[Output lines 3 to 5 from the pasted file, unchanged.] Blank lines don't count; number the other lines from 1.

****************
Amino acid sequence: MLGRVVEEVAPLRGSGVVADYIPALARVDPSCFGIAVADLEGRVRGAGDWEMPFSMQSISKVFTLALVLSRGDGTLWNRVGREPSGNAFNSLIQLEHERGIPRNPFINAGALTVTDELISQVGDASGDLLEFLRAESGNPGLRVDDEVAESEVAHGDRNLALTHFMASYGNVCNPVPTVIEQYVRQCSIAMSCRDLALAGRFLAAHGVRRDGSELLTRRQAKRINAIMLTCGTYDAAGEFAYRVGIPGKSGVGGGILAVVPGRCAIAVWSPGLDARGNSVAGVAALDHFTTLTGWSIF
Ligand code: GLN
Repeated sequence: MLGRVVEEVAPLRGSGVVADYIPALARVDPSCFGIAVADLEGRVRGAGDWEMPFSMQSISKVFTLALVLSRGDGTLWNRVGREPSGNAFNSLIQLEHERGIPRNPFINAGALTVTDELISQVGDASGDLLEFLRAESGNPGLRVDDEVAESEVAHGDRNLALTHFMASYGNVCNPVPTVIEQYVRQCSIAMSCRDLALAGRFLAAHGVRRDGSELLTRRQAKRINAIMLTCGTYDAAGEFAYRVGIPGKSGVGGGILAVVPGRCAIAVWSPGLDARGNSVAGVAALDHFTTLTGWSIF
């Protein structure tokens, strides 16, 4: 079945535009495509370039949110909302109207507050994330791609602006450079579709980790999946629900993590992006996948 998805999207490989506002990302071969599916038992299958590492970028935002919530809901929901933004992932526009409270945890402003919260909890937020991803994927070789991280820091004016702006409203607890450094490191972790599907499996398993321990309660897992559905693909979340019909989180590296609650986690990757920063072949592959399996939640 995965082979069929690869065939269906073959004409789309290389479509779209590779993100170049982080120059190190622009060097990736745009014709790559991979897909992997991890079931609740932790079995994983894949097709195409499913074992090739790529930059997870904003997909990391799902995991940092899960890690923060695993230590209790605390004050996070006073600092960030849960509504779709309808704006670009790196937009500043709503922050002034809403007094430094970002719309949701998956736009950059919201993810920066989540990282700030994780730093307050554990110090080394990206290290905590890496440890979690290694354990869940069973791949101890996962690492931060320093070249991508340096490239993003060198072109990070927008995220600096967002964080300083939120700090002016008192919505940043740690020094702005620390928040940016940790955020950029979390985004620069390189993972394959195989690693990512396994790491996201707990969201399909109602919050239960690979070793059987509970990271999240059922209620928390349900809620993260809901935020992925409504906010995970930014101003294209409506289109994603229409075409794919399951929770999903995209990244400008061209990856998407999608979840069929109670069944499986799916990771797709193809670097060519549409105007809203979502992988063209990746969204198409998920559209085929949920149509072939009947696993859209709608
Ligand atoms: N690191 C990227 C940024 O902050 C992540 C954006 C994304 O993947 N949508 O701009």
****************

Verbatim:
Repeated sequence: MLGRVVEEVAPLRGSGVVADYIPALARVDPSCFGIAVADLEGRVRGAGDWEMPFSMQSISKVFTLALVLSRGDGTLWNRVGREPSGNAFNSLIQLEHERGIPRNPFINAGALTVTDELISQVGDASGDLLEFLRAESGNPGLRVDDEVAESEVAHGDRNLALTHFMASYGNVCNPVPTVIEQYVRQCSIAMSCRDLALAGRFLAAHGVRRDGSELLTRRQAKRINAIMLTCGTYDAAGEFAYRVGIPGKSGVGGGILAVVPGRCAIAVWSPGLDARGNSVAGVAALDHFTTLTGWSIF
């Protein structure tokens, strides 16, 4: 079945535009495509370039949110909302109207507050994330791609602006450079579709980790999946629900993590992006996948 998805999207490989506002990302071969599916038992299958590492970028935002919530809901929901933004992932526009409270945890402003919260909890937020991803994927070789991280820091004016702006409203607890450094490191972790599907499996398993321990309660897992559905693909979340019909989180590296609650986690990757920063072949592959399996939640 995965082979069929690869065939269906073959004409789309290389479509779209590779993100170049982080120059190190622009060097990736745009014709790559991979897909992997991890079931609740932790079995994983894949097709195409499913074992090739790529930059997870904003997909990391799902995991940092899960890690923060695993230590209790605390004050996070006073600092960030849960509504779709309808704006670009790196937009500043709503922050002034809403007094430094970002719309949701998956736009950059919201993810920066989540990282700030994780730093307050554990110090080394990206290290905590890496440890979690290694354990869940069973791949101890996962690492931060320093070249991508340096490239993003060198072109990070927008995220600096967002964080300083939120700090002016008192919505940043740690020094702005620390928040940016940790955020950029979390985004620069390189993972394959195989690693990512396994790491996201707990969201399909109602919050239960690979070793059987509970990271999240059922209620928390349900809620993260809901935020992925409504906010995970930014101003294209409506289109994603229409075409794919399951929770999903995209990244400008061209990856998407999608979840069929109670069944499986799916990771797709193809670097060519549409105007809203979502992988063209990746969204198409998920559209085929949920149509072939009947696993859209709608
Ligand atoms: N690191 C990227 C940024 O902050 C992540 C954006 C994304 O993947 N949508 O701009």